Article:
Engaging with the challenging and controversial reading of Spinoza presented by Gilles Deleuze in Expressionism in Philosophy (1968), this book focuses on Deleuze's redeployment of Spinozist concepts within the context of his own philosophical project of constructing a philosophy of difference as an alternative to the Hegelian dialectical philosophy. Duffy demonstrates that a thorough understanding of Deleuze's Spinozism is necessary in order to fully engage with Deleuze's philosophy of difference.
Table of Contents
Contents: Introduction: Spinoza and the problem of expression; Spinoza from the point of view of an idealist or a materialist dialectic; The differential point of view of the infinitesimal calculus; The metaphysics of the calculus: extensive quantity; From Scotist univocity to Spinozist immanence: intensive quantity; The distinction between intensive and extensive parts; Spinoza’s theory of relations; The transformation of the characteristic relations of modal existence; The mechanics of joyful passive affections; The distinction between the duration of a finite existing mode and its eternity; The logic of expression and the construction of a philosophy of difference; Conclusion: expressionism in philosophy; Bibliography; Index.
Simon Duffy is Lecturer in Philosophy, Department of Philosophy, University of Sydney, Australia.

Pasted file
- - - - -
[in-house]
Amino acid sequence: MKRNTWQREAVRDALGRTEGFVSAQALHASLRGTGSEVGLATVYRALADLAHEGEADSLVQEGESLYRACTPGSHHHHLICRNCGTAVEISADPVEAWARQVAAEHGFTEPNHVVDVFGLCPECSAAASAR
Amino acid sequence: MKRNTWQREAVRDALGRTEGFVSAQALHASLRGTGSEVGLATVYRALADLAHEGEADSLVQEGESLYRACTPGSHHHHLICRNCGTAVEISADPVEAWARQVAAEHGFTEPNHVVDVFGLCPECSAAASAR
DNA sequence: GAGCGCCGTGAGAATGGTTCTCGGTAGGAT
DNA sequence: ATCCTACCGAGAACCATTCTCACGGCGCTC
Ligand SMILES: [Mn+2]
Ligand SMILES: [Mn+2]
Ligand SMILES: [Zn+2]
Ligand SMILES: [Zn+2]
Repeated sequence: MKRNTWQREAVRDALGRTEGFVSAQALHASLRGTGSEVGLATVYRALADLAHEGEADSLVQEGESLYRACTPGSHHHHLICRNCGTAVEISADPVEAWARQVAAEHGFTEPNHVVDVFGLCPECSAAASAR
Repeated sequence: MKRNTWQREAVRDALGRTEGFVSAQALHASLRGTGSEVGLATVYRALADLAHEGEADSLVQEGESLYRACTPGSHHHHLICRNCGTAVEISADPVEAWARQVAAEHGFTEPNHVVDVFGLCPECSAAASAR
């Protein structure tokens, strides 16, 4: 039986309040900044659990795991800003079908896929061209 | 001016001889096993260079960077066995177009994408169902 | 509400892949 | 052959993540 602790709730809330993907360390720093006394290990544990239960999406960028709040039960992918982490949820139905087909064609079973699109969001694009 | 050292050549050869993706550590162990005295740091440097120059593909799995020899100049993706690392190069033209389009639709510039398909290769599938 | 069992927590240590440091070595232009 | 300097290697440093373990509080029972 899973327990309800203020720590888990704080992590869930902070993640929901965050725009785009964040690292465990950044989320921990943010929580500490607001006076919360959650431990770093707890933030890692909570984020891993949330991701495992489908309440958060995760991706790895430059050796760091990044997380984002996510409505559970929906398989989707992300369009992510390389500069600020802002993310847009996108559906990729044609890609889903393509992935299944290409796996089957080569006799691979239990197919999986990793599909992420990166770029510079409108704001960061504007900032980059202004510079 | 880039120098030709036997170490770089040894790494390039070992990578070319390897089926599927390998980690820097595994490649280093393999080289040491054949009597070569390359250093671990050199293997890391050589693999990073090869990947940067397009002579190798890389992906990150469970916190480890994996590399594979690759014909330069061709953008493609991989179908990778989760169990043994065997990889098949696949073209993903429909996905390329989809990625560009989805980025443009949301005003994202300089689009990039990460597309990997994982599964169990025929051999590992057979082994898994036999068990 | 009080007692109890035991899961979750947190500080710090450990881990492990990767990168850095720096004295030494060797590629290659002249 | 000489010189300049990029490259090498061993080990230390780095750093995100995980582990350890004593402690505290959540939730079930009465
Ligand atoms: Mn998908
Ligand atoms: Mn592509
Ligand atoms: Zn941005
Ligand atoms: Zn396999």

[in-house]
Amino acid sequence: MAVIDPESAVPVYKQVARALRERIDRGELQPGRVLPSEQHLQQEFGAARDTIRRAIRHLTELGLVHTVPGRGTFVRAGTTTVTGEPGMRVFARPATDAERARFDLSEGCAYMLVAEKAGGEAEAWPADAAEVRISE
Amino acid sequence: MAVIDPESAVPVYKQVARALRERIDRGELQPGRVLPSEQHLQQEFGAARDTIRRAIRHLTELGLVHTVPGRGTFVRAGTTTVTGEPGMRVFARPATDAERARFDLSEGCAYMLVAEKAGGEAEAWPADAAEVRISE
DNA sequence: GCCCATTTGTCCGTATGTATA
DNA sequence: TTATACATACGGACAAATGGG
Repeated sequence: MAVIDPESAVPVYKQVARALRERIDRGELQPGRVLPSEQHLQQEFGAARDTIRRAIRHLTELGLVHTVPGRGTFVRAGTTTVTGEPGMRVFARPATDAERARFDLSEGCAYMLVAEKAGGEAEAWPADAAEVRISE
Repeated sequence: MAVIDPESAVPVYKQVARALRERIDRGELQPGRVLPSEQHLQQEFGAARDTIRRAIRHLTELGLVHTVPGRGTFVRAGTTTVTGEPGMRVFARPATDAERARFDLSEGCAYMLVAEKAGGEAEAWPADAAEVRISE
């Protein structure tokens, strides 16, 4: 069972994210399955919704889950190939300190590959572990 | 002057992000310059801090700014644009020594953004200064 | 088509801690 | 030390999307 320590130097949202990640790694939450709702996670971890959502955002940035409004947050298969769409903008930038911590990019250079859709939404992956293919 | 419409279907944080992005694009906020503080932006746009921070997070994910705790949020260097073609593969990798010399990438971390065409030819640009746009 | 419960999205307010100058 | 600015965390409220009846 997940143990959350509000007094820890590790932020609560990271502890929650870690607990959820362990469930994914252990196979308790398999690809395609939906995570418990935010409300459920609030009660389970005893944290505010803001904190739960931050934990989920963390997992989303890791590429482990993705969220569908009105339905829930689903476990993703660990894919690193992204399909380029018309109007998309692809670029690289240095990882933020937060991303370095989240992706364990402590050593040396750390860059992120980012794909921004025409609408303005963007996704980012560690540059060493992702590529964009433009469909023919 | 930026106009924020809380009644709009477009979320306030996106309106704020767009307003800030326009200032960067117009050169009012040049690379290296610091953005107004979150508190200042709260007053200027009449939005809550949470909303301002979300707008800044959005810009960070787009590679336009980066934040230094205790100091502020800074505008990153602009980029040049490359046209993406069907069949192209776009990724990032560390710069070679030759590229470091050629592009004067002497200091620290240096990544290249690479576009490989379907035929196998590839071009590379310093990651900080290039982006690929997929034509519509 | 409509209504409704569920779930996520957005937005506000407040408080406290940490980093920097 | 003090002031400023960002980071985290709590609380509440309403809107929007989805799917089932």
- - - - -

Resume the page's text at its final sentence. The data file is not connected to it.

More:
'Simon Duffy's book is an outstanding study of Gilles Deleuze's interpretation of Spinoza. Its guiding thread is the "logic of expression" that Deleuze extracts from Spinoza, and which plays an important role in Deleuze's own philosophy of difference. Along the way, however, Duffy examines an impressively wide array of critical topics, including Hegel's (mis)reading of Spinoza, the problem of the infinite and the metaphysics of the differential calculus, the theory of distinctions, Deleuze's "intensive" conception of modal existence, Duns Scotus' doctrine of univocity, and Deleuze's relation to other French commentators such as Pierre Macherey and Martial Gueroult. This is a rich and erudite work that will repay many re-readings. Highly recommended.' Daniel W. Smith, Department of Philosophy, Purdue University, USA 'This is a remarkable book, written with clarity and elegance on a difficult subject. It demonstrates the centrality of Spinoza in the construction of Deleuze's philosophy and, conversely, the necessity of a Deleuzian concept of "difference" in order to understand the originality of Spinoza's ontology. In the end we realize that, through these symmetric readings, Simon Duffy has himself contributed to the formulation of a "speculative logic" of quantities and intensities, that bridges the gap between a mathematics of variations and an ethics of individual powers. With this interpretation Duffy will establish his reputation as a major participant in contemporary philosophical debates.' Etienne Balibar, Emeritus Professor of Philosophy, University of Nanterre 'This book is an important contribution to the understanding of the philosophies of Deleuze and Spinoza. Simon Duffy displays an impressive mastery of material drawn from the history of mathematics and the history of philosophy in providing a rigorous and informative account of the nature and sources of Deleuze's differential logic. He shows how this logic informs Deleuze's reconstruction of Spinoza's metaphysics in Expressionism in Philosophy: Spinoza and how it differs from that of Hegel. This is essential reading for anyone interested in the metaphysics of difference.' Professor Paul Patton, University of New South Wales, Sydney, Australia